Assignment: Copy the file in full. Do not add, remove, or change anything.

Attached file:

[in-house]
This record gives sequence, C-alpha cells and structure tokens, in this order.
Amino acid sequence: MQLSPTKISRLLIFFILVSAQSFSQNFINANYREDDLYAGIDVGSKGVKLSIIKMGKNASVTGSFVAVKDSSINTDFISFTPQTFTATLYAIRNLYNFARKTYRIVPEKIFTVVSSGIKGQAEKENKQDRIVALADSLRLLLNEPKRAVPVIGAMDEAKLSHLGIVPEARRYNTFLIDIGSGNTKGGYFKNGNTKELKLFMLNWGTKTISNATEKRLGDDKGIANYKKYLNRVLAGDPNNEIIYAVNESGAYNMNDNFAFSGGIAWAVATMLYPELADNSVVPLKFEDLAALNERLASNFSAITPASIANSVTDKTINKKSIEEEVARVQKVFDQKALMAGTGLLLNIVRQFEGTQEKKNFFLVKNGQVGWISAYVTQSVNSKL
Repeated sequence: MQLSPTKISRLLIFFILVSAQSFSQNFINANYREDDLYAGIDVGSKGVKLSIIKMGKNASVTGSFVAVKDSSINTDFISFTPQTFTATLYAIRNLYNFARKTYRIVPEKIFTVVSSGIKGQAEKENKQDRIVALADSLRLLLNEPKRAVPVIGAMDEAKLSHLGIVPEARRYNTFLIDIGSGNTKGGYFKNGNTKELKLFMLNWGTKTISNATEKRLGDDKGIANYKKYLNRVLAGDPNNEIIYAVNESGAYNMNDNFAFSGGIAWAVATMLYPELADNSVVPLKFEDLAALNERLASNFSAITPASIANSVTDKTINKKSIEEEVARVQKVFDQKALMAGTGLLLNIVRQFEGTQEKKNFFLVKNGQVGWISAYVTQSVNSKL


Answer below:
[in-house]
This record gives sequence, C-alpha cells and structure tokens, in this order.
Amino acid sequence: MQLSPTKISRLLIFFILVSAQSFSQNFINANYREDDLYAGIDVGSKGVKLSIIKMGKNASVTGSFVAVKDSSINTDFISFTPQTFTATLYAIRNLYNFARKTYRIVPEKIFTVVSSGIKGQAEKENKQDRIVALADSLRLLLNEPKRAVPVIGAMDEAKLSHLGIVPEARRYNTFLIDIGSGNTKGGYFKNGNTKELKLFMLNWGTKTISNATEKRLGDDKGIANYKKYLNRVLAGDPNNEIIYAVNESGAYNMNDNFAFSGGIAWAVATMLYPELADNSVVPLKFEDLAALNERLASNFSAITPASIANSVTDKTINKKSIEEEVARVQKVFDQKALMAGTGLLLNIVRQFEGTQEKKNFFLVKNGQVGWISAYVTQSVNSKL
Repeated sequence: MQLSPTKISRLLIFFILVSAQSFSQNFINANYREDDLYAGIDVGSKGVKLSIIKMGKNASVTGSFVAVKDSSINTDFISFTPQTFTATLYAIRNLYNFARKTYRIVPEKIFTVVSSGIKGQAEKENKQDRIVALADSLRLLLNEPKRAVPVIGAMDEAKLSHLGIVPEARRYNTFLIDIGSGNTKGGYFKNGNTKELKLFMLNWGTKTISNATEKRLGDDKGIANYKKYLNRVLAGDPNNEIIYAVNESGAYNMNDNFAFSGGIAWAVATMLYPELADNSVVPLKFEDLAALNERLASNFSAITPASIANSVTDKTINKKSIEEEVARVQKVFDQKALMAGTGLLLNIVRQFEGTQEKKNFFLVKNGQVGWISAYVTQSVNSKL